This new economic, banking and credit environment have the power to impact you, your family and your financial dealings for decades to come, likely for the rest of your life. You might miss that old job, or your previous home, but their loss will not impact your credit, or your ability to get a much-needed loan in a decade from now, let alone two or three decades into the future. The new credit environment, however, will continue to have reverberations for decades.
Banks Cutting Back on Lending Are Fighting for Survival
Considering the enormous upheaval the financial community has undergone, can you see why banks, credit card companies and others have become a lot pickier about to whom they lend money? They had to. It’s a matter of survival. Otherwise, making too many bad loans can mean the death of a financial institution – even a century old bank that was once seemingly rock solid. Look no further than the spectacular collapse of Washington Mutual in September 2008 and its takeover by Chase. WaMu was founded in 1889.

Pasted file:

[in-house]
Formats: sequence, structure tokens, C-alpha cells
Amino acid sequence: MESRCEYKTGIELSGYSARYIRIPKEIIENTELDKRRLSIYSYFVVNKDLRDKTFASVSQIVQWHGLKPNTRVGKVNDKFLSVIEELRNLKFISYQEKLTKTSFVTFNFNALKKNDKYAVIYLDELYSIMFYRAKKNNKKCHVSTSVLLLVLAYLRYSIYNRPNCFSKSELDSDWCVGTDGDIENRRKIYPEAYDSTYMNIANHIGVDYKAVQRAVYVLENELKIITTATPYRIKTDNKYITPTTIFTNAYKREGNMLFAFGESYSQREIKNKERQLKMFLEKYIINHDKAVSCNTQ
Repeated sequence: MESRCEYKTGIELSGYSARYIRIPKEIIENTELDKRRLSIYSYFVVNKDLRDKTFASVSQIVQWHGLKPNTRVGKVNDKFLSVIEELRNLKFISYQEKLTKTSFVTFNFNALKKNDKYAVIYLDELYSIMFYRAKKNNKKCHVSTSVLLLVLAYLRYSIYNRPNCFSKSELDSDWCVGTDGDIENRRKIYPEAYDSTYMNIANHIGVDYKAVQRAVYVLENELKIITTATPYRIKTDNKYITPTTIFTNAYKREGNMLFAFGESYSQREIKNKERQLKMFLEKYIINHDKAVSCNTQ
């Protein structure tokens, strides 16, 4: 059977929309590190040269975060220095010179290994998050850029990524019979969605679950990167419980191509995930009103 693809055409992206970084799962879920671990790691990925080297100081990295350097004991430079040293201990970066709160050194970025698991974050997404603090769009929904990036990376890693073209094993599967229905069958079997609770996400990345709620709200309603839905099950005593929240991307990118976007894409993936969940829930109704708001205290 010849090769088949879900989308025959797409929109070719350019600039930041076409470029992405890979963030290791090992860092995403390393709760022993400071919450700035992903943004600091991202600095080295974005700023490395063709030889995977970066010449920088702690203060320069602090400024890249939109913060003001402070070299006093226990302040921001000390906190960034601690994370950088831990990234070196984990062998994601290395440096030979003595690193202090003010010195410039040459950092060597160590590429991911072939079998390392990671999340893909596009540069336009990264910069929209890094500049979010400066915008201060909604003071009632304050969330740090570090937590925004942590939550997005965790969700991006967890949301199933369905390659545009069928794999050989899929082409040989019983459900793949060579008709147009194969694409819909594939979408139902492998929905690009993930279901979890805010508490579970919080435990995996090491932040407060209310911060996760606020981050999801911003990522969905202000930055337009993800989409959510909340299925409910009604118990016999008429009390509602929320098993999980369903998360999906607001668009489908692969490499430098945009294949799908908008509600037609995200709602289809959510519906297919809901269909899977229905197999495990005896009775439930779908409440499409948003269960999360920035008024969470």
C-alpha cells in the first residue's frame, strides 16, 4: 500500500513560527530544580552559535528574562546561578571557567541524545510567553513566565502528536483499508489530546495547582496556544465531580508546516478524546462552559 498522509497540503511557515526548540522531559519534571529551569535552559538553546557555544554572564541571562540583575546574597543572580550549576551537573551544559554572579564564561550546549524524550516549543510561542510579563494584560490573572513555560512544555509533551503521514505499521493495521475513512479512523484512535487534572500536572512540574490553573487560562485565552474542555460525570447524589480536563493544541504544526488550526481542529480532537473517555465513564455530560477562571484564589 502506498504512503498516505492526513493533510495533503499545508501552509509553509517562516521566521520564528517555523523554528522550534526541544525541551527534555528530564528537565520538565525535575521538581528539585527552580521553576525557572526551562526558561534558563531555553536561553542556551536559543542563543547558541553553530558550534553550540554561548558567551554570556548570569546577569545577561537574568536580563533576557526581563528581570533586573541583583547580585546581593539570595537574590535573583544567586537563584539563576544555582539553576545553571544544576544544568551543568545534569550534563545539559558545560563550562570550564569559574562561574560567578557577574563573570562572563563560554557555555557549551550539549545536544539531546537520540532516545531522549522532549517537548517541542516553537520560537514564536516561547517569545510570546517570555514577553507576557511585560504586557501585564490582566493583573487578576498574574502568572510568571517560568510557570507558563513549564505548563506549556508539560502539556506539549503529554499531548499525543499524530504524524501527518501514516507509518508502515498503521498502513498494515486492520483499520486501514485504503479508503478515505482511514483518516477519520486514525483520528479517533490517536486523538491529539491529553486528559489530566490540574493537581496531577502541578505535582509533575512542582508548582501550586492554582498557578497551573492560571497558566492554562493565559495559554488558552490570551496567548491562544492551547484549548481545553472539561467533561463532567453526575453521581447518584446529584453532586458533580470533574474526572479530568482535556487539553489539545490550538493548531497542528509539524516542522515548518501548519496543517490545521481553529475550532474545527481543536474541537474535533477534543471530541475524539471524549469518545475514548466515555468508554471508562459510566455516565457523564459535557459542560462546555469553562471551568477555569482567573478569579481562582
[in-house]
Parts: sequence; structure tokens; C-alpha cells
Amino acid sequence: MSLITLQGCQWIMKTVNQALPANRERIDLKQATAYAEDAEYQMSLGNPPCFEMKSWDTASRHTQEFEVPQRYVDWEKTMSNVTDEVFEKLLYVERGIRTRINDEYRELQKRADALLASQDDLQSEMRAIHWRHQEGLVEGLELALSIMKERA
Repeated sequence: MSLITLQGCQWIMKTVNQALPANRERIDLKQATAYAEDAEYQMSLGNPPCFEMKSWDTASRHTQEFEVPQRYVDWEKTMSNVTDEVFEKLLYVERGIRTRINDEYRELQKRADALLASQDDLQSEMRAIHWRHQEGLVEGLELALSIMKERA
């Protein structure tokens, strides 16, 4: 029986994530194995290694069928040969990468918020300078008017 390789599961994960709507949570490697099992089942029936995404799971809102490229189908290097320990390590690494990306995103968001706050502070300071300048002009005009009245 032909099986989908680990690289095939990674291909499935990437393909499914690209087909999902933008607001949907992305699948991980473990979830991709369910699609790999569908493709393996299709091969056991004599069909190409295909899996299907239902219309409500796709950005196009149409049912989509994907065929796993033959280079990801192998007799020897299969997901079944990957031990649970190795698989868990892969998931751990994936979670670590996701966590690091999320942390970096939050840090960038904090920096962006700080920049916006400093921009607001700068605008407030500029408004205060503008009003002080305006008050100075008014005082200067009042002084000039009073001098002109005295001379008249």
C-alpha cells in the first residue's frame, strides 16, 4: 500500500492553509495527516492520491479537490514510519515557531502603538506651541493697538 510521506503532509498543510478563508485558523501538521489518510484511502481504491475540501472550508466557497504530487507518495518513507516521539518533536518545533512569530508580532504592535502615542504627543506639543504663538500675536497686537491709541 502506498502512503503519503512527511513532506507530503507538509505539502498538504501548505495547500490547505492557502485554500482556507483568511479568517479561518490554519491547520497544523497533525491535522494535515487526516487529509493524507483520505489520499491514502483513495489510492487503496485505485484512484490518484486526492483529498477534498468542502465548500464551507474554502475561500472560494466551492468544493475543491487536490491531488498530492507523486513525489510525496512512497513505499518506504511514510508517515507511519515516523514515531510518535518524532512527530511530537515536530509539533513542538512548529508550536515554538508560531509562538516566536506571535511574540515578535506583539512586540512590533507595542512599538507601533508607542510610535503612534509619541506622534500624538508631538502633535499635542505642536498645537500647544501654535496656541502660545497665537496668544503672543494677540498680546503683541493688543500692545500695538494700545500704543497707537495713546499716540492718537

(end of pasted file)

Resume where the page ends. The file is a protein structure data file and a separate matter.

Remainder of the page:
For many decades, it was considered a great and mighty financial powerhouse. But with $307 billion in assets, and $188.3 billion in deposits at some 2,239 branches, WaMu went under in what is to date the single largest bank failure in U.S. history. In fact, as of October 2009, if you examined the biggest American bank failures ever, where insolvent banks had $1 billion or more in assets, you’ll find that 72% of those bank collapses (more than 7 out of 10!) occurred in 2008 or 2009. These bank failures have cost the FDIC billions of dollars and, some say, threatened the stability of the FDIC, the very institution that is supposed to back up banks.